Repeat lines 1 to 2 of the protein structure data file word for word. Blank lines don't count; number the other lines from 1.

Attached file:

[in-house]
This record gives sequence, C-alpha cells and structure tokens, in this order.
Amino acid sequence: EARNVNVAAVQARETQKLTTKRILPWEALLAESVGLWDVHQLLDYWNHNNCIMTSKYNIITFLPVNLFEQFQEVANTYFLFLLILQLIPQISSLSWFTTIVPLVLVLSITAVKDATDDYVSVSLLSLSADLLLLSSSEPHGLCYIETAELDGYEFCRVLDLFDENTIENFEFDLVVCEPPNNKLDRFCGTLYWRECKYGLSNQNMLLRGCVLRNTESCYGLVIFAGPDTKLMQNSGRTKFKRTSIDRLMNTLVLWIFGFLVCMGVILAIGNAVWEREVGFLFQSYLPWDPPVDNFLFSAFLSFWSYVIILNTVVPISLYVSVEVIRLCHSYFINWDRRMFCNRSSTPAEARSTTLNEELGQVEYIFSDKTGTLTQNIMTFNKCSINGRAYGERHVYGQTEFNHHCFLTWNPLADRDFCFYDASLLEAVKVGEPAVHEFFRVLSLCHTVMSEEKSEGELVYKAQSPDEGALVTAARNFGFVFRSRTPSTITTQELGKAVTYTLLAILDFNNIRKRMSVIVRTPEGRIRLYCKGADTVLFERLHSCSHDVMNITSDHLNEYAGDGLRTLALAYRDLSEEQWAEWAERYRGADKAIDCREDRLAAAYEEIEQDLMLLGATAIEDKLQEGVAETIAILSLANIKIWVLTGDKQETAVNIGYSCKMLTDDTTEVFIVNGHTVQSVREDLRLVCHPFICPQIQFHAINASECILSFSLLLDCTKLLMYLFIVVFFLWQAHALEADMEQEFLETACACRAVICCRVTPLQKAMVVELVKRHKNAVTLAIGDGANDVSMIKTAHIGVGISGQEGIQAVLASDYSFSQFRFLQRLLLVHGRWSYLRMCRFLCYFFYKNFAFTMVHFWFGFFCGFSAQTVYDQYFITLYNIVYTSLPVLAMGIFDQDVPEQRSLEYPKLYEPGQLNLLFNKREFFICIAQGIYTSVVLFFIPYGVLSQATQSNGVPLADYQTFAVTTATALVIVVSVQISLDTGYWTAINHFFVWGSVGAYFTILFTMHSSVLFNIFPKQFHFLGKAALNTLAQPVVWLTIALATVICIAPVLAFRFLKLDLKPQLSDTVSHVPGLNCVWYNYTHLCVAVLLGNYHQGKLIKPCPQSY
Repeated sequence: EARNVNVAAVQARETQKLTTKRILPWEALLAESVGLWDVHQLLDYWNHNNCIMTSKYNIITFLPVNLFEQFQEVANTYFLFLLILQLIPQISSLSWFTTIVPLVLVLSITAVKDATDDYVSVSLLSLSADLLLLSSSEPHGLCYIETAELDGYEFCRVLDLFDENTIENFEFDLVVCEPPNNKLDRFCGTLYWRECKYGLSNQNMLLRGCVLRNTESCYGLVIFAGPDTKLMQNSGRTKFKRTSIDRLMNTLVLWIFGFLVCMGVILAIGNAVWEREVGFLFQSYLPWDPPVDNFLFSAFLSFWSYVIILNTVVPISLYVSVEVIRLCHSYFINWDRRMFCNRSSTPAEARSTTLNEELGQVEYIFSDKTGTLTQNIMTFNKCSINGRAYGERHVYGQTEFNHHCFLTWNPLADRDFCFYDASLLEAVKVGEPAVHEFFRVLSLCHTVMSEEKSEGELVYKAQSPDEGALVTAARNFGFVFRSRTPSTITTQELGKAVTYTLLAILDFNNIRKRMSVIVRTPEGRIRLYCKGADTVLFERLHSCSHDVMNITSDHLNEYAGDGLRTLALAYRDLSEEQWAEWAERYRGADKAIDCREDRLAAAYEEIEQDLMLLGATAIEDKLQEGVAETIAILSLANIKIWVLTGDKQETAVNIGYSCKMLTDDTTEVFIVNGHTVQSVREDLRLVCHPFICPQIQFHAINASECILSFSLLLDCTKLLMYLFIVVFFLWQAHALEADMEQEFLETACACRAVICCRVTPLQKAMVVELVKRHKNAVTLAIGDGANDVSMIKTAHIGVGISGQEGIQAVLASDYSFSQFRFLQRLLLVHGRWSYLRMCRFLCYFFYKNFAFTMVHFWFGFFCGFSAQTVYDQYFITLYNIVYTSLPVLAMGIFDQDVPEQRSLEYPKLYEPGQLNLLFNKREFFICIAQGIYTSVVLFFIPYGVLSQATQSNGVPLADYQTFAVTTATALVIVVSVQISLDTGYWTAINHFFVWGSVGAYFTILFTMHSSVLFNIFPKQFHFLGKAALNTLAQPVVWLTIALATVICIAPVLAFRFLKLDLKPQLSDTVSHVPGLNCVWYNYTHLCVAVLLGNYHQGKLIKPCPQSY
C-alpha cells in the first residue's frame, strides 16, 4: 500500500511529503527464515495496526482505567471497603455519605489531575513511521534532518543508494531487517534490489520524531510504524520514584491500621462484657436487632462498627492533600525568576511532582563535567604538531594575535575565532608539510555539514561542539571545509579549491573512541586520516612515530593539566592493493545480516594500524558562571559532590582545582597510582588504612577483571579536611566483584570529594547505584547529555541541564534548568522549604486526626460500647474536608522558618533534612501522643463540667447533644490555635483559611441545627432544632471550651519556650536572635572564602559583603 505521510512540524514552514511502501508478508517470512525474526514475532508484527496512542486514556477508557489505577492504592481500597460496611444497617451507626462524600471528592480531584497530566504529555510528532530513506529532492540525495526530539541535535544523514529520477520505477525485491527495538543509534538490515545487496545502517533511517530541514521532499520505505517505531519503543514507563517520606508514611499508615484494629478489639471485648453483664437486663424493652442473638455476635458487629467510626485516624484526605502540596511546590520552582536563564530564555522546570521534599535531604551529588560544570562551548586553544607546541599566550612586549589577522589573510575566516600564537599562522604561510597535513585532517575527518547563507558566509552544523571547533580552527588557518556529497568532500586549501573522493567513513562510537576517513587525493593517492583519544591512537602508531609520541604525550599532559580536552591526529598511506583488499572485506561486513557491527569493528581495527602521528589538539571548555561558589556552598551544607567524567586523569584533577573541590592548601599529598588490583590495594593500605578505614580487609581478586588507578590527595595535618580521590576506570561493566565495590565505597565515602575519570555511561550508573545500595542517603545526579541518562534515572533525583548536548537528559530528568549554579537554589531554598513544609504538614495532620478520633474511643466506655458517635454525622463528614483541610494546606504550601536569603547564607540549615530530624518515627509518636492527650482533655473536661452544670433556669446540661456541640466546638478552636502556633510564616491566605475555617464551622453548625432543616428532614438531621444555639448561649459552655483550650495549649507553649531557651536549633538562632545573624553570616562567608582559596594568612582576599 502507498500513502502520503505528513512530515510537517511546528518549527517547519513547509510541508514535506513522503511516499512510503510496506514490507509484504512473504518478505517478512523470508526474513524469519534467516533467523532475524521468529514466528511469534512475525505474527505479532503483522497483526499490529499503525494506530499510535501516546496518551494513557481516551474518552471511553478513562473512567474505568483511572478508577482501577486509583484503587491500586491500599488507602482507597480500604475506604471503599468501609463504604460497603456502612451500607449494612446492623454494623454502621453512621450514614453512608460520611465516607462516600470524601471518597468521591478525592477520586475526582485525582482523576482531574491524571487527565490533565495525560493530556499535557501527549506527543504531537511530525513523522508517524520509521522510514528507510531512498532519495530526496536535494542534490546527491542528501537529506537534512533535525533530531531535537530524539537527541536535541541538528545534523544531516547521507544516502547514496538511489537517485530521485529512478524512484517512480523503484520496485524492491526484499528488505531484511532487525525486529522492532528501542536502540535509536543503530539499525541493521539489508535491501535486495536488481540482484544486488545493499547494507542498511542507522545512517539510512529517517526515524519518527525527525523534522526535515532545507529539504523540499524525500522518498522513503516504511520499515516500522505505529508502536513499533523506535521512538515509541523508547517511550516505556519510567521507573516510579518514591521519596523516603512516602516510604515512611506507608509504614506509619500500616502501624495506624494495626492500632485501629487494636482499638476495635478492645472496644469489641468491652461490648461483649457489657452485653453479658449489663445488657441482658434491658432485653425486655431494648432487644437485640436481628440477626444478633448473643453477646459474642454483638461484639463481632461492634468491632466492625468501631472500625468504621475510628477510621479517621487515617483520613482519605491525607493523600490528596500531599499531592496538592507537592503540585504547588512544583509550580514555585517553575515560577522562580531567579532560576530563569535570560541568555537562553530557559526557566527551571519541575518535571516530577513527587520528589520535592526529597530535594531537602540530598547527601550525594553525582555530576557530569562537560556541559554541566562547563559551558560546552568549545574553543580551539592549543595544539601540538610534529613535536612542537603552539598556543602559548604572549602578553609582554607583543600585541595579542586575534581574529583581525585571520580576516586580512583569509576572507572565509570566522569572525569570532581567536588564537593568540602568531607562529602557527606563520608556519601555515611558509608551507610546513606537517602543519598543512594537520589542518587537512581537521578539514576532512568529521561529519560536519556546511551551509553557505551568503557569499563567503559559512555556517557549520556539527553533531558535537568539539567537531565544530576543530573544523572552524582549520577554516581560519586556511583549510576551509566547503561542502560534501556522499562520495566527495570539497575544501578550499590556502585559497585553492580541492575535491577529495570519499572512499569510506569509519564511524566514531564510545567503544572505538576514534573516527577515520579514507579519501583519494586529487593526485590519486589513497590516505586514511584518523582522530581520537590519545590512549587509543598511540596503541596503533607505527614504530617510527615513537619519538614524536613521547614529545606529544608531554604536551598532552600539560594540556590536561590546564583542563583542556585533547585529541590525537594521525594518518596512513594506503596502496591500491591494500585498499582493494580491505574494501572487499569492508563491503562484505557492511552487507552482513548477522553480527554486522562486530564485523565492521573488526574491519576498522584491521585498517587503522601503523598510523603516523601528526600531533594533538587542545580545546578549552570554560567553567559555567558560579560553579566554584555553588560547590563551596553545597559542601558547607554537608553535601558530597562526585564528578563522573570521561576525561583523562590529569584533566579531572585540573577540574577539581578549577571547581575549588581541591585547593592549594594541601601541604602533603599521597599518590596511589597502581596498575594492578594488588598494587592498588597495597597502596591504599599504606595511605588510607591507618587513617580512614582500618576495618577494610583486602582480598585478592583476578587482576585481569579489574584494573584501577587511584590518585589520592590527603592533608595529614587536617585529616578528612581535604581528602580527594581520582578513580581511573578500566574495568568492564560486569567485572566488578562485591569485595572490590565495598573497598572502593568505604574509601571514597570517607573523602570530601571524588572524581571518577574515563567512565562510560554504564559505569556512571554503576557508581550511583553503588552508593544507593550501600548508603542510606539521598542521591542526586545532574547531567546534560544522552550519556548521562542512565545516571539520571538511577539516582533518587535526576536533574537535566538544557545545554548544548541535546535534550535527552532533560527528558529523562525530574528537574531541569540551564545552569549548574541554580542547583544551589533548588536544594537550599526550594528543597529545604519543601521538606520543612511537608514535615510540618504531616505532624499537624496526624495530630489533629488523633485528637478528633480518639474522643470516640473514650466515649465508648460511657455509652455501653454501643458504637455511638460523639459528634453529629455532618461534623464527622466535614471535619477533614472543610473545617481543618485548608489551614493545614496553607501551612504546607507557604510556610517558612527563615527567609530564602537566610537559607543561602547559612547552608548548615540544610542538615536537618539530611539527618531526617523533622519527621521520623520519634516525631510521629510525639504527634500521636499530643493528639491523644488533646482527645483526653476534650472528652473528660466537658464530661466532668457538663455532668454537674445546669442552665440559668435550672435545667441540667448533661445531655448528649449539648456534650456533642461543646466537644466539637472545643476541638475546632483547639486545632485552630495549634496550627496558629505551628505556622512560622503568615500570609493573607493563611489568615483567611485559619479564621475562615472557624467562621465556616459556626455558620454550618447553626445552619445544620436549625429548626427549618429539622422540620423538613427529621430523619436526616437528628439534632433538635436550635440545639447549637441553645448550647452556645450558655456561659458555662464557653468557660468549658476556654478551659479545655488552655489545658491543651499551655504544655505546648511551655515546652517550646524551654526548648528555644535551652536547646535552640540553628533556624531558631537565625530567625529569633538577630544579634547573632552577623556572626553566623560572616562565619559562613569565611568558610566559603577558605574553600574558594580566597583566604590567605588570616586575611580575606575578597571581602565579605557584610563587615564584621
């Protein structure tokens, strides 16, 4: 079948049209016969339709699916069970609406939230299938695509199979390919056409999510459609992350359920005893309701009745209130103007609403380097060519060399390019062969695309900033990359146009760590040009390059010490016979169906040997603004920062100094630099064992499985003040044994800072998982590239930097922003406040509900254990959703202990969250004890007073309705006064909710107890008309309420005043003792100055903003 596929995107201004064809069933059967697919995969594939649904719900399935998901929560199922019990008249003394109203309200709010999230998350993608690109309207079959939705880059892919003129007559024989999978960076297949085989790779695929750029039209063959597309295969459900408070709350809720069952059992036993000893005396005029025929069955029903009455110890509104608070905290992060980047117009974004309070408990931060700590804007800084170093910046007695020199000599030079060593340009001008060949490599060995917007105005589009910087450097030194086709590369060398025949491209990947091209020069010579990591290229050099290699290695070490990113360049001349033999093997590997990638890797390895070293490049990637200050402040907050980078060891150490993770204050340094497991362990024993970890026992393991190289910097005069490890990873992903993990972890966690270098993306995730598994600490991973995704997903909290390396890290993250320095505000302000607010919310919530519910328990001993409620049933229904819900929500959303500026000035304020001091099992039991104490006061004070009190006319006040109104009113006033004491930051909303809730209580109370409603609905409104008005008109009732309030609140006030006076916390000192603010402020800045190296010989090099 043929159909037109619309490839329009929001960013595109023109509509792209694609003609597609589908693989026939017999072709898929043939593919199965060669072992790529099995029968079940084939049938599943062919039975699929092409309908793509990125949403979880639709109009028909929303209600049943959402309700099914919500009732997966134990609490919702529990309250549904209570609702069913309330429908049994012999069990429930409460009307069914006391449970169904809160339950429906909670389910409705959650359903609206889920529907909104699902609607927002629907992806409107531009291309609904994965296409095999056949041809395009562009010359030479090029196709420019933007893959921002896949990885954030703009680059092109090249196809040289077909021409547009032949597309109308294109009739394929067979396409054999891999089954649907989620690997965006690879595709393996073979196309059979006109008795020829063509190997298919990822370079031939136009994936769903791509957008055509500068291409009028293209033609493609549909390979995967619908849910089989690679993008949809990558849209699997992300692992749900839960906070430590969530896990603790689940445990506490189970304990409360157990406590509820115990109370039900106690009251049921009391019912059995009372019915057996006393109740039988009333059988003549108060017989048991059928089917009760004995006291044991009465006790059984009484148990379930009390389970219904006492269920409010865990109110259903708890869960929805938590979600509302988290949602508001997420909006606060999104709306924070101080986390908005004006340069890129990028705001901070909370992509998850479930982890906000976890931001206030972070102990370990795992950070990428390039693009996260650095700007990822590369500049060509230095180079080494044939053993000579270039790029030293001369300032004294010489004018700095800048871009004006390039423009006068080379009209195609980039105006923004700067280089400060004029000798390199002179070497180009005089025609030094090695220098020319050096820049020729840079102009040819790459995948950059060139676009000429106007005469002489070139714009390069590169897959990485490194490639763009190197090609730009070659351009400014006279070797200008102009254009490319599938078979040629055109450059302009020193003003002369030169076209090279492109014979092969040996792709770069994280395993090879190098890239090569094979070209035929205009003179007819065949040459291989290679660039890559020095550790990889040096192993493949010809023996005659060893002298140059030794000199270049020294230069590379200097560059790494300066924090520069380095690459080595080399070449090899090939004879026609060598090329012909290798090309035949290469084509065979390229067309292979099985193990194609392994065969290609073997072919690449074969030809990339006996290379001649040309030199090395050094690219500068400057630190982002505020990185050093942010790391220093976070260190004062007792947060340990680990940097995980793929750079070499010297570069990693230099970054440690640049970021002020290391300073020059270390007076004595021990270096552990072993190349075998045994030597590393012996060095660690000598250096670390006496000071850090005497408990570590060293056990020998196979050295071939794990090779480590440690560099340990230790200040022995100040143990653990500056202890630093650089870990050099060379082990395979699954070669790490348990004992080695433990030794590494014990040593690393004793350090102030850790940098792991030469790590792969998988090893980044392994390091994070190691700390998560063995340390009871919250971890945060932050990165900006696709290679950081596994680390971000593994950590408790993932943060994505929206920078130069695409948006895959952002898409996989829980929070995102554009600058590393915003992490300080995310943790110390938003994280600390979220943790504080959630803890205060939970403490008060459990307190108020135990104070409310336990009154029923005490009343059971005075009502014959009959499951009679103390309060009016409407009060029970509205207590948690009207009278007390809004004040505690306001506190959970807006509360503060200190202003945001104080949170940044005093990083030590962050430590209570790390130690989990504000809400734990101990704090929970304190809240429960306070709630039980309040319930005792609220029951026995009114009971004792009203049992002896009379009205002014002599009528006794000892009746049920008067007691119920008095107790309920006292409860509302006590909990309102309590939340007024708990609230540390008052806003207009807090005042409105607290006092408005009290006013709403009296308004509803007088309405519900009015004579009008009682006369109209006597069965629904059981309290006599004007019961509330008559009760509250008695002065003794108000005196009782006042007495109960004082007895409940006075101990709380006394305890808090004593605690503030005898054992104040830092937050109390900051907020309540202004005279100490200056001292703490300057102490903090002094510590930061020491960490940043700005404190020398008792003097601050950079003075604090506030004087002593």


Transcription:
[in-house]
This record gives sequence, C-alpha cells and structure tokens, in this order.